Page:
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Could Mike D'Antoni's coaching keep Dwight Howard from re-signing in L.A.?

Mike D'Antoni and Dwight Howard talk during a timeout Dwight Howard reportedly has an issue with Mike D'Antoni's coaching philosophy. (Noah Graham/NBAE via Getty Images)

By Rob Mahoney

Dwight Howard's future with the Lakers is very much an open question. There's still ample reason to believe he'll stay in Los Angeles to slum it out with one of the most glamorous and successful franchises in professional sports, but this season's maladies have, at the very least, provided the backdrop for a perfectly reasonable departure. The Lakers have been that bad, and with internal frustrations mounting, Howard could seek greener pastures as a free agent this summer.

And if that winds up being the case, Adrian Wojnarowski of Yahoo! Sports suggests that Howard's eventual exodus could have quite a bit to do with his relationship with coach Mike D'Antoni. From Wojnarowski's column:

This has rapidly turned into a lost season for Howard, but it would be foolish to declare his Lakers career a lost cause. For those who've called the Lakers on Howard's availability -- the Dallas Mavericks and the Atlanta Hawks -- the message has been unmistakable: Howard isn't available, nor will that change before the February deadline.

Bryant won't chase Howard out of here, but multiple sources tell Yahoo! Sports that the only issue that would give Howard pause on re-signing with the Lakers would be D'Antoni. In the end, D'Antoni is a coach who fundamentally doesn't believe in post play, who sees franchise centers as intrusive cloggers of the lane.

...

The Lakers understand that Los Angeles gives everything Howard wants to be a global star, gives him the guarantee of a five-year, $100 million extension this summer. They don't believe he'll walk, and yet as one source tied to the Lakers and Howard says: "Even if they're right, and Dwight stays, do you want Dwight unhappy and feeling uninvolved with D'Antoni?"

The notion that D'Antoni doesn't believe in post play is less than true. Floor spacing is clearly paramount to D'Antoni's system, but it's not as though he has an established track record of marginalizing post-up centers; he never trotted Shaquille O'Neal out to the corners to hoist up threes, and beyond Shaq, D'Antoni really hasn't had any conventional, post-up bigs at his disposal. Some of that is by team-building design, but we shouldn't take that to mean that D'Antoni is categorically against post play. He simply believes what many basketball analysts know to be true: Post-up possessions are useful, but they're ultimately less efficient than the derivative options of his spread pick-and-roll system -- one that should be great for a player with Howard's skill set.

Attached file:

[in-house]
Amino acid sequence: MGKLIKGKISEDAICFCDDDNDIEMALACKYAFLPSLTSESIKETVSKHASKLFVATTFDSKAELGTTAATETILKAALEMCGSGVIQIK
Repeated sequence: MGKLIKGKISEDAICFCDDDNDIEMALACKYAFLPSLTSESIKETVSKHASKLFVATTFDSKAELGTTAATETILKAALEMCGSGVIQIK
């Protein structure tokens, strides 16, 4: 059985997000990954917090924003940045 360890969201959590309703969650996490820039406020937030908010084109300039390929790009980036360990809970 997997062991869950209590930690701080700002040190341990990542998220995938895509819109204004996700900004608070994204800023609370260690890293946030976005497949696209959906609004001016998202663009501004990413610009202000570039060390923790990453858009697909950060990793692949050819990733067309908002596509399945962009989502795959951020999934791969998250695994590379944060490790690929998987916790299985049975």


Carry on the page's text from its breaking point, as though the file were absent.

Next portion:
Yet all that really matters in these cases is perception, and as long as Howard thinks that D'Antoni's system doesn't favor his abilities, it could factor in his decision this summer or continue to affect his play. Either way, that's a problem for a Lakers team banking on Howard both in the present and for the future, especially considering that D'Antoni just scored a three-year, $12 million deal from L.A. on top of the severance salary owed to Mike Brown.

Even though D'Antoni hasn't done a good job of managing the Lakers' on-court problems thus far, firing him for Howard's sake hardly makes more sense than when the Magic canned Stan Van Gundy for similar reasons. It's crucial for coaches and star players to build a successful working relationship, but given Howard's shapeless preferences, it may not be in a franchise's best interest to cater so directly to his every want. That may put the team in a precarious position heading toward this summer, but nothing about the relationship between D'Antoni, Howard and the Lakers' offense on the whole is beyond saving.
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